Down in Hadestown, Anais Mitchell’s take on two Greek myths is something you won’t want to miss.

For many, the Greek myths are synonymous with Ray Harryhausen’s stop-motion skeletons and nightmarish bronze giants, or a contemplative Sir Laurence Olivier in a toga. Whilst the remainder of us cannot separate Brad Pitt’s lustrous, golden locks and Gerard Butler’s “This is Sparta!” from the heroic, marble-cut warriors of legend. So, to attempt yet another retelling of stories thoroughly engrained in the public consciousness is, as you would expect, quite a steep hill (or Mount Olympus, if you will) to climb.

Imagine my relief, arriving at the West End premiere of Hadestown, to find a speakeasy jazz club in place of an amphitheatre.

Melanie La Barrie and the company in Hadestown

Source: Marc Brenner

Melanie La Barrie takes on the role of Hermes.

Anais Mitchell’s antiquity is quite an unfamiliar world indeed; though, chillingly, its climate, which is plagued by natural disaster and famine, is what gives her rendition its resonance and contemporaneity. This weather-beaten earth hosts a society where the state of play is dictated by the very human passions of the gods, a concept which may have been considered “too unbelievable” (even for theatre) only a few years ago, but strangely feels like a very logical premise in the post-Covid, climate-apocalyptic present.

The narrative itself is a beautiful marriage of two of the most beloved myths, the tragedy of Orpheus and Eurydice and the tale of Hades and Persephone. A budding but doomed relationship between the hopeless romantic Orpheus (Donal Finn) and the perceptive realist Eurydice (Grace Hodgett) is the perfect foil for the bitter marriage troubles driving the gods of the underworld to ruin. Its real brilliance is in how the latter storyline provides a strong motive for Hades’ greed that hurtles the former towards its final, inevitable conclusion.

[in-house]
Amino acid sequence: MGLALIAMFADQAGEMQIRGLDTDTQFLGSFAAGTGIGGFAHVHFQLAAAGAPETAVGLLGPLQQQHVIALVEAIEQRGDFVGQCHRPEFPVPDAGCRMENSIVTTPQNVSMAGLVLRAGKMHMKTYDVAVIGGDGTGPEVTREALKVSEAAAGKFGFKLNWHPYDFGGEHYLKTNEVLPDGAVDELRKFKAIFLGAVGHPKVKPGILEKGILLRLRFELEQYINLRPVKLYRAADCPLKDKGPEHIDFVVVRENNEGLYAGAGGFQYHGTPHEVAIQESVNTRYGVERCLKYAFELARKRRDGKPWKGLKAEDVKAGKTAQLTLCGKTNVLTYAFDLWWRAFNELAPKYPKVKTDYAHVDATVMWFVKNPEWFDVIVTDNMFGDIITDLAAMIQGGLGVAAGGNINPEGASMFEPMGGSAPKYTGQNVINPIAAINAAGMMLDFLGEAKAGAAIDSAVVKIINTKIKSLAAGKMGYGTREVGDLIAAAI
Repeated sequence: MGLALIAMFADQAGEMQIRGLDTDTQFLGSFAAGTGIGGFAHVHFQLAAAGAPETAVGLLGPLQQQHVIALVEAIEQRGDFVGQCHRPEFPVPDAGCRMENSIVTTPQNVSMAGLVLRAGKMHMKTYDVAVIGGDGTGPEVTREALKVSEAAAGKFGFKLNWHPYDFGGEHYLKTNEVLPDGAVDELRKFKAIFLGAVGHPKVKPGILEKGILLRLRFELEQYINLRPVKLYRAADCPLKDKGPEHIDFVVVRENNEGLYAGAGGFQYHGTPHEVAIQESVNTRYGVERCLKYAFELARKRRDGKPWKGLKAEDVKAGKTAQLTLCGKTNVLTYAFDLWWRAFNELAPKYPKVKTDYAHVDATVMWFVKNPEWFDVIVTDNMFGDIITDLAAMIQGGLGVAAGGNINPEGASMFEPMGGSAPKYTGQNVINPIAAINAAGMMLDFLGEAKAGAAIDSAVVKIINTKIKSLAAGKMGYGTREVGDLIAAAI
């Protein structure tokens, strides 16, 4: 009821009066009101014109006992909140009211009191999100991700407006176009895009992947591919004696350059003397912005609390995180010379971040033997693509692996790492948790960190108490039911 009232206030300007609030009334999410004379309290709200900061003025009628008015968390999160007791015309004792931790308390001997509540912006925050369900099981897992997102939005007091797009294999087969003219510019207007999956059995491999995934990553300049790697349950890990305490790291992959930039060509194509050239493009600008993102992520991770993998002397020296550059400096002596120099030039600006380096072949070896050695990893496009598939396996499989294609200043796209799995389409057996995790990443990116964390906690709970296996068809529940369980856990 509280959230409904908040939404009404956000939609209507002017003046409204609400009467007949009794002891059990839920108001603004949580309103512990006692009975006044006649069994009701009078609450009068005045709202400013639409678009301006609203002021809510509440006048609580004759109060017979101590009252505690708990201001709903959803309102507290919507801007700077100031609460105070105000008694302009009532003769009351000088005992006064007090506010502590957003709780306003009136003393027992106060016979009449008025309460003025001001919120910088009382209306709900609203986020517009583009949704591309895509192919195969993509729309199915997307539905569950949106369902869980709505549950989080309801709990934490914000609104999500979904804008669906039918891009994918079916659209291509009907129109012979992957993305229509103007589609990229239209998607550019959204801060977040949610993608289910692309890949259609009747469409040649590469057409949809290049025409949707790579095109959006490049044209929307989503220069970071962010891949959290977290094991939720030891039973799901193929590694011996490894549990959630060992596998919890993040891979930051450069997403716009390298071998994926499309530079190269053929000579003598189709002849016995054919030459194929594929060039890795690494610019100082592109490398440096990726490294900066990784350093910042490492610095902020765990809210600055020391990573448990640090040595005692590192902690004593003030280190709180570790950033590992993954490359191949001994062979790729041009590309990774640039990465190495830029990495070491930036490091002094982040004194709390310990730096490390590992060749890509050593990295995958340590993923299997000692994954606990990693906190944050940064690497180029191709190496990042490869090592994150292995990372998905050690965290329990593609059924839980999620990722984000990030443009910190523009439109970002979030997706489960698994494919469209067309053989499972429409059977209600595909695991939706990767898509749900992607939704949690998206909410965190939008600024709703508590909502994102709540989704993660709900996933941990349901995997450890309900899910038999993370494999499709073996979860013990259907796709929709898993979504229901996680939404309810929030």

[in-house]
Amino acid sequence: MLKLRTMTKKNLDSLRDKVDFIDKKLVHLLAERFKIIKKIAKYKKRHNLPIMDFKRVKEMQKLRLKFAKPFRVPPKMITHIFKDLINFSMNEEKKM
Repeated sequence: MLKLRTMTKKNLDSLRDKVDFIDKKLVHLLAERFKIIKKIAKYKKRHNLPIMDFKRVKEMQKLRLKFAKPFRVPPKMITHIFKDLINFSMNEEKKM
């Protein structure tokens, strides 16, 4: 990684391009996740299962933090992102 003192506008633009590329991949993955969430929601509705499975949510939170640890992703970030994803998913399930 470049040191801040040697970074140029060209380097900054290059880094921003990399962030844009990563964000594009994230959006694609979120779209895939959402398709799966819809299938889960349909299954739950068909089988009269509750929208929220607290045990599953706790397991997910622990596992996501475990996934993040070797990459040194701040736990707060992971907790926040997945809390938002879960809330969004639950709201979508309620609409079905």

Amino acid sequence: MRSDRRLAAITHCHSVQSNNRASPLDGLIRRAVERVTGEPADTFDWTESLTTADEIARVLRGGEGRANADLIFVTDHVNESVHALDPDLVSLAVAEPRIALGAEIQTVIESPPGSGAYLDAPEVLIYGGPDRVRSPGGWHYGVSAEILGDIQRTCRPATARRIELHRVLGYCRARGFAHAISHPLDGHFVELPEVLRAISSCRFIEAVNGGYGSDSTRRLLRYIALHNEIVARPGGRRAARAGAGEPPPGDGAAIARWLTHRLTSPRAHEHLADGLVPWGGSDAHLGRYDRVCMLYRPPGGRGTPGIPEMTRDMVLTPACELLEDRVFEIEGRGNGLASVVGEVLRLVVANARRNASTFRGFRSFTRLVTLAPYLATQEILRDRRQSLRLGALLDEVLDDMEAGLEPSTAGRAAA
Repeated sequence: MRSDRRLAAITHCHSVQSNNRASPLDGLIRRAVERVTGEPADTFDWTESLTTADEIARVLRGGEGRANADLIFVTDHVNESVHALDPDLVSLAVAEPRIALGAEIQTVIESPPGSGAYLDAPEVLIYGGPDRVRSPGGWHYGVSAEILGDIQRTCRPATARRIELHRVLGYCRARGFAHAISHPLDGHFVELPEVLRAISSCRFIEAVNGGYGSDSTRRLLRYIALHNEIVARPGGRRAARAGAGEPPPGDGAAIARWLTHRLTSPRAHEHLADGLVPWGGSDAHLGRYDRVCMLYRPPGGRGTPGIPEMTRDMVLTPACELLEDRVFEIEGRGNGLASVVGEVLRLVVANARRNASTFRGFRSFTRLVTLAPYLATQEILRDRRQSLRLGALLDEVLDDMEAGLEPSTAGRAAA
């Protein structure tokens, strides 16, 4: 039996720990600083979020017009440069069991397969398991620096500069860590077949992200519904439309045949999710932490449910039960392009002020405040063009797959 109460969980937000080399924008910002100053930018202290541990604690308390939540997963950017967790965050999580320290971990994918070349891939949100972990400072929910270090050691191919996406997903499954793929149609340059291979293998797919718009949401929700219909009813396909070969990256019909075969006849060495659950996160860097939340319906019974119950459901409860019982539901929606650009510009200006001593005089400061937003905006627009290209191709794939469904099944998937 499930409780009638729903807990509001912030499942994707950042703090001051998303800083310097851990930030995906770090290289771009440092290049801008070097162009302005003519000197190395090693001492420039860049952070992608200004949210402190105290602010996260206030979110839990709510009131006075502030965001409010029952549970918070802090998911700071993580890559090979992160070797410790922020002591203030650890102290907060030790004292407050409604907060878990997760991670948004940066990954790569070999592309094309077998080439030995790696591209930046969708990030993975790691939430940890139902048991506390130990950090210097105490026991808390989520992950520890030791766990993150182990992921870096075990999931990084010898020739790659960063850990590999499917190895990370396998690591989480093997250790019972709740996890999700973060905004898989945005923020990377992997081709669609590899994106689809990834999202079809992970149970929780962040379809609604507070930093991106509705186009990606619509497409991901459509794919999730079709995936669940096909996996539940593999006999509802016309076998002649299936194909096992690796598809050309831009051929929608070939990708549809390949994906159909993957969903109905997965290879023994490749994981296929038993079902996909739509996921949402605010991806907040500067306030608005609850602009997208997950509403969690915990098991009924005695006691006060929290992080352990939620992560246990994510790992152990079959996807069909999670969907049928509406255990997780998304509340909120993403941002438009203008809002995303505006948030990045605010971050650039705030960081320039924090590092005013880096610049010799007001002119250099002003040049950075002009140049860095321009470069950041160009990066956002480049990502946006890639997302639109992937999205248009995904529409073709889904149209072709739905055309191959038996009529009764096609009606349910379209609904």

The company in Hadestown

Source: Marc Brenner

The show blends modern American folk music with New Orleans-inspired jazz.

As in the oral tradition, the stories are sung - but instead of a lyre, songbird Orpheus strums a blues guitar. Donal Finn’s raw, lilting vocals are what carries the premise of a man with the power to remind the gods of what love is; and his moments under the dim, low spotlight have all the attributes of intimate gig at an indie club. These are cosy, nostalgic moments that take the edge off the harsh fate that our heroes face.

“This is a tragedy,” messenger and part-time narrator Hermes (played confidently by Melanie La Barrie) repeatedly stresses, so audiences you have been warned.

Grace Hodgett-Young and Zachary James in Hadestown

Source: Marc Brenner

Grace Hodgett-Young and Zachary James play Eurydice and Hades.

Whilst you shouldn’t expect anything other than what has been told for the last 2,000 years, prepare for something new. Hadestown takes us down into the diesel-fuelled furnace of Hell, and in the process excavates what these stories continue to teach us about love, relationships and the human complexities that undermine both. In short, “it’s an old tale from way back when / and we’re gonna sing it again and again.”

We saw Hadestown at the Lyric Theatre on Wednesday 21st February. The show is running until 22nd December 2024, with tickets and more information available at